September 11 Digital Archive Marks Fifth Anniversary, Invites Reflections

Posted: September 11, 2006 at 1:00 am, Last Updated: November 30, -0001 at 12:00 am

On the fifth anniversary of the attacks on New York City, Washington, D.C., and western Pennsylvania, the September 11 Digital Archive invites retrospective reflections on the experience and meaning of those events.

Initially launched on Jan. 11, 2002, the September 11 Digital Archive has become the largest repository for digital objects related to the attacks of Sept. 11 and their aftermath.

Funded by a major grant from the Alfred P. Sloan Foundation and organized by the American Social History Project at the City University of New York Graduate Center and the Center for History and New Media (CHNM) at George Mason, the archive has contributed to the effort by historians and archivists to record and preserve the record of 9/11 by collecting firsthand accounts, including e-mails, voice recordings, text documents, images of flyers, photographs, video footage, animations, Flash files and many other digital objects.

“History is no longer told by just a select few,” says Tom Scheinfeldt, assistant director of CHNM. “In what has become a growing trend, actual eyewitnesses to earth-changing events are now able to add their reflections, through digital archiving, to the historical record. The September 11 Digital Archive is a big part of this effort.”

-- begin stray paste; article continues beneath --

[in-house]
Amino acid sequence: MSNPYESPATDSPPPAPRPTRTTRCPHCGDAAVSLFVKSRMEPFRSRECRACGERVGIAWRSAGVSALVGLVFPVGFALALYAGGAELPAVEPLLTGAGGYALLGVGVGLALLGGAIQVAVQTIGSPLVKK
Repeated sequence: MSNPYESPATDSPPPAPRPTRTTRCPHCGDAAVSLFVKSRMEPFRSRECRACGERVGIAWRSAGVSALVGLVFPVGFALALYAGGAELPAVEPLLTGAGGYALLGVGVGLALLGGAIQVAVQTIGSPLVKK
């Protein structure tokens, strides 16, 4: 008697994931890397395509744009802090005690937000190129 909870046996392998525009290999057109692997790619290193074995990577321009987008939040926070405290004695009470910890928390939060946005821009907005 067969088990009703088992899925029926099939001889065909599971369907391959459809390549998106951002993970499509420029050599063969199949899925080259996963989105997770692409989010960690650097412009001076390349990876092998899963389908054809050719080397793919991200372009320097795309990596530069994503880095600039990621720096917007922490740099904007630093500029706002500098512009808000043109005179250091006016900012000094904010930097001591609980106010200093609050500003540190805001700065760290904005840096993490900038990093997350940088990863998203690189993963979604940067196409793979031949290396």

These materials, which will be permanently housed at the Library of Congress, offer a wide spectrum of opinions and perspectives, ranging from recordings of Manhattan residents’ voicemails on the morning of Sept. 11 to drawings by children from Los Angeles depicting the attacks.

The collection now stands at more than 150,000 digital objects, of which about one-third is publicly available. However, on Jan 11, 2007, the fifth anniversary of the creation of the web site, the entire archive will be accessible to researchers and the public. The fully redesigned web site will contain several new features, including improved search and browse functions and a digital notebook for researchers.

The archive will continue to accept contributions for the foreseeable future, allowing for further documentation and commemoration. The archive is particularly interested in receiving five-year retrospective stories of the attacks, which can be posted online or recorded by calling 347-284-6533.

Write to at